It’s probably obvious to GoDCers where Chain Bridge Road gets its name. There is a bridge that connects the eponymous road on the D.C. side to the one on the Virginia side. But, this bridge has no chains. What’s the deal?
The bridge plays a significant part in Washington’s history, and as we were digging through the archives for some history, we came across the perfect old article to share: “Where Washington’s Historic Chain Bridge Gets Its Name,” published on November 21st, 1909 in the Washington Post.
This is a great one for our “Why Is It Named?” category.
The first question that is generally asked by persons on arriving at the Chain bridge for the first time is, “Where are the chains?” There are no chains, and there have been none for the last half century of more. But there were chains at one time that particularly designated the bridge that crosses the Potomac River at the Little Falls, several miles above Georgetown. The chains, too, were the all-important part of the bridge, for it was borne entirely by chains.
The first bridge over the Potomac at Little Falls, the head of navigation of the river, was built in 1809, just 100 years ago. It was built by a Mr. Palmer, and lasted only a short time, when it fell to pieces during a violent spring freshet. A second bridge took its place, but that only lasted even a shorter time, about six months. What was known as the Chain bridge was erected in 1810. It was a suspension bridge, supported entirely by chains thrown over the piers erected upon the abutments, which were about 20 feet high. These chains were four in number. the pendents were hung on them alternatively about 5 feet apart, so that each chain received a pendent in every 10 feet. The bridge was invented by Judge Findley, who lived near Uniontown, Pa., and where he had erected a similar chain bridge, which performed very good service for many years. the span of the bridge was 128 1-2 feet and the width 16 feet. Its weight was about 22 tons, which was regarded as a heavy weight in the bridge line in those days.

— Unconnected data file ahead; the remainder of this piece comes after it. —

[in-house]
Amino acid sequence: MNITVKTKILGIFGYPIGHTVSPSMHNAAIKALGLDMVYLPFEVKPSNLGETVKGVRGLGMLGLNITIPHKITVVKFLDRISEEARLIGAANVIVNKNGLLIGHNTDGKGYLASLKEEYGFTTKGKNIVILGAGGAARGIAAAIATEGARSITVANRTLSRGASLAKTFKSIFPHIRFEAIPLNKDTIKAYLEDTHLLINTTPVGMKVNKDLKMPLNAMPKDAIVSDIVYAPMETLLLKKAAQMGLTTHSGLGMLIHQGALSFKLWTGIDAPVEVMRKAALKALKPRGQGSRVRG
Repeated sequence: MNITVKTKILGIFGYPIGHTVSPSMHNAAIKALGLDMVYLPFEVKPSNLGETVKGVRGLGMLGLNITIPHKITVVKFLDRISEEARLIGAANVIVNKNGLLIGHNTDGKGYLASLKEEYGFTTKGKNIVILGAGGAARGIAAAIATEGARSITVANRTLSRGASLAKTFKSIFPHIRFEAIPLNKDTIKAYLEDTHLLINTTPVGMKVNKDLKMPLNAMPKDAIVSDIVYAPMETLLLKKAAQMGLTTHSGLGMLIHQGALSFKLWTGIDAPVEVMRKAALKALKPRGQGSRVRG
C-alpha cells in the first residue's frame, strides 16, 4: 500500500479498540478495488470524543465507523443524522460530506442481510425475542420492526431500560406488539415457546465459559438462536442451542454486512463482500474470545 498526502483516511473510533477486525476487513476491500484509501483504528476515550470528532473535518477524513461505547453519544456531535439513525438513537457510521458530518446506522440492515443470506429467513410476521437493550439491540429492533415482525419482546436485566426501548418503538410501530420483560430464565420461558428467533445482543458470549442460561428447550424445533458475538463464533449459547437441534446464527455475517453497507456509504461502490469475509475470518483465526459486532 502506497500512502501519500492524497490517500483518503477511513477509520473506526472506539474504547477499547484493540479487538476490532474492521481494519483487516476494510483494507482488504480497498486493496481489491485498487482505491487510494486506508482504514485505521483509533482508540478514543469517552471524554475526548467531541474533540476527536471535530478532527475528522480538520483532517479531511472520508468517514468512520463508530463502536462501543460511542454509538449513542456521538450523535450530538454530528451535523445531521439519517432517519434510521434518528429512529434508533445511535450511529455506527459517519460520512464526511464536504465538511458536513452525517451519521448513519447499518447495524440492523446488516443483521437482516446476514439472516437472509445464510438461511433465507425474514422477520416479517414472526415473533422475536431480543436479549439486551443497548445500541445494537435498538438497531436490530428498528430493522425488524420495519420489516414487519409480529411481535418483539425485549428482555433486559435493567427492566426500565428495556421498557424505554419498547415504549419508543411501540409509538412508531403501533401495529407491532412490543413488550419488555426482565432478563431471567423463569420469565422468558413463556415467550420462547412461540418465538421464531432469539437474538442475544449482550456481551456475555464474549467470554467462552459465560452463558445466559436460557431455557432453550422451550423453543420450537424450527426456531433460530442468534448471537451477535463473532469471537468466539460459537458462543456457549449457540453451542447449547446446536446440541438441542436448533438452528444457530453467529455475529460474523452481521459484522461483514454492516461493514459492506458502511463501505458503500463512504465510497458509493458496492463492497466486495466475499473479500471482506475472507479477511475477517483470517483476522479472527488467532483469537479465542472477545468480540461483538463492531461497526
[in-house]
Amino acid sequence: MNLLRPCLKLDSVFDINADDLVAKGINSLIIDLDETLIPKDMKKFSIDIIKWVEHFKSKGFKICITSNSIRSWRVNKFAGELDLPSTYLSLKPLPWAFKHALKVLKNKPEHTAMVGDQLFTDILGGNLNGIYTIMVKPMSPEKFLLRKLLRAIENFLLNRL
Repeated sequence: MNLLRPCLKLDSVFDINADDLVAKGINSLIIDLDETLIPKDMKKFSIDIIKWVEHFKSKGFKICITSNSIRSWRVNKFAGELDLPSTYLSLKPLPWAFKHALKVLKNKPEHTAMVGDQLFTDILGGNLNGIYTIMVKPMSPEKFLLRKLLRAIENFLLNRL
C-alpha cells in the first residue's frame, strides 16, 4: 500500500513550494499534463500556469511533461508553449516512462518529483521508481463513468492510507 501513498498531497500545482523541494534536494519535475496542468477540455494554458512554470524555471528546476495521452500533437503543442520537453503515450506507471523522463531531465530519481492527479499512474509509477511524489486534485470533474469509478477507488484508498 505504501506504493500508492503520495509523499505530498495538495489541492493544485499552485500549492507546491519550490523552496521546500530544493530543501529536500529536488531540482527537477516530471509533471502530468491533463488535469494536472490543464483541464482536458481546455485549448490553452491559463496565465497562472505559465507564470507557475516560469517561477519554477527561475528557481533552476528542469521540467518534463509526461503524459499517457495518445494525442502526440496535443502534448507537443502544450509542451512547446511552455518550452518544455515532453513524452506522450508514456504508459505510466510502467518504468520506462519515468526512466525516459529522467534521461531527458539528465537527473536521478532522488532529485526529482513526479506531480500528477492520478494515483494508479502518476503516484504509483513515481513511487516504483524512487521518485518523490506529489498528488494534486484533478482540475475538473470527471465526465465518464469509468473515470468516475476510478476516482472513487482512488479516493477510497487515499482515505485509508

The bridge was built by the Georgetown-Potomac Bridge Company, the principal stock being owned by Virginians, through considerable of it was owned in Georgetown. It performed nearly all the service that was needed of it until 1852 when it was partially destroyed by a freshet. It was seriously damaged during a storm in 1840. In 1833 the corporation of Georgetown purchased the bridge from its owners by authority of an act of Congress, and by the provisions of the purchase it was made a free bridge. Previous to 1833 there was a heavy toll charged for crossing the bridge by its owners, 25 cents being charged for each horse that passed over it. The toll was so heavy that public sentiment was solidly against it, and this brought about its purchase by the corporation of Georgetown, Georgetown being then and for many years afterward an independent city.
Highway robbery! 25 cents was a lot of money back then, and just to cross a bridge.
The article continues.
On March 3, 1853, Congress passed an act appropriating a sufficient sum of money to repair the bridge, and incidentally took the corporation of Georgetown out of the transaction, the United States stepping in as its owner, a transaction which was perfectly satisfactory to all concerned. This repaired bridge was still practically a chain bridge, though in the repairs iron in other forms was considerably used. The bridge covered only the river channel proper, there being a dirt roadway that approached the bridge from either side. It was the washing away of these approaches more than injury to the bridge itself that put the chain bridge out of commission so frequently, for it became almost an annual occurrence, particularly during the spring freshets, though in two or three years the washouts also occurred during the fall storms.